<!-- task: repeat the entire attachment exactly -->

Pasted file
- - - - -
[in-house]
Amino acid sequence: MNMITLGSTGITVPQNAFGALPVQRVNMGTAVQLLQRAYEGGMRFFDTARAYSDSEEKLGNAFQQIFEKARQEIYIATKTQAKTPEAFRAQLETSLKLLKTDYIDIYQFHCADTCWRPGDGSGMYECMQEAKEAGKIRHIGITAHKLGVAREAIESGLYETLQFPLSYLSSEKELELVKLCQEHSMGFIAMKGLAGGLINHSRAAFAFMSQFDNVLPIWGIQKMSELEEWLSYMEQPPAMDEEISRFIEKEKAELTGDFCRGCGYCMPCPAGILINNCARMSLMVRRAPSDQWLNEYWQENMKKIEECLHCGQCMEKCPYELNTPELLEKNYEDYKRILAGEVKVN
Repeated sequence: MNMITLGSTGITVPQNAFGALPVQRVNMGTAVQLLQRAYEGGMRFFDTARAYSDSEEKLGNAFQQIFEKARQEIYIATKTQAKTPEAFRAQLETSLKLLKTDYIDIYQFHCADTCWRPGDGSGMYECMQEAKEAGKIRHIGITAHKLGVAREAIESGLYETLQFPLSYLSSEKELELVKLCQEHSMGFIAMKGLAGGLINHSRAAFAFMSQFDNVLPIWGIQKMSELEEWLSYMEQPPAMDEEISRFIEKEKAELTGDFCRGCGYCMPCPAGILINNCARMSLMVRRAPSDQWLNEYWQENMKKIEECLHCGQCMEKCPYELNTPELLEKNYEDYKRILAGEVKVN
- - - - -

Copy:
[in-house]
Amino acid sequence: MNMITLGSTGITVPQNAFGALPVQRVNMGTAVQLLQRAYEGGMRFFDTARAYSDSEEKLGNAFQQIFEKARQEIYIATKTQAKTPEAFRAQLETSLKLLKTDYIDIYQFHCADTCWRPGDGSGMYECMQEAKEAGKIRHIGITAHKLGVAREAIESGLYETLQFPLSYLSSEKELELVKLCQEHSMGFIAMKGLAGGLINHSRAAFAFMSQFDNVLPIWGIQKMSELEEWLSYMEQPPAMDEEISRFIEKEKAELTGDFCRGCGYCMPCPAGILINNCARMSLMVRRAPSDQWLNEYWQENMKKIEECLHCGQCMEKCPYELNTPELLEKNYEDYKRILAGEVKVN
Repeated sequence: MNMITLGSTGITVPQNAFGALPVQRVNMGTAVQLLQRAYEGGMRFFDTARAYSDSEEKLGNAFQQIFEKARQEIYIATKTQAKTPEAFRAQLETSLKLLKTDYIDIYQFHCADTCWRPGDGSGMYECMQEAKEAGKIRHIGITAHKLGVAREAIESGLYETLQFPLSYLSSEKELELVKLCQEHSMGFIAMKGLAGGLINHSRAAFAFMSQFDNVLPIWGIQKMSELEEWLSYMEQPPAMDEEISRFIEKEKAELTGDFCRGCGYCMPCPAGILINNCARMSLMVRRAPSDQWLNEYWQENMKKIEECLHCGQCMEKCPYELNTPELLEKNYEDYKRILAGEVKVN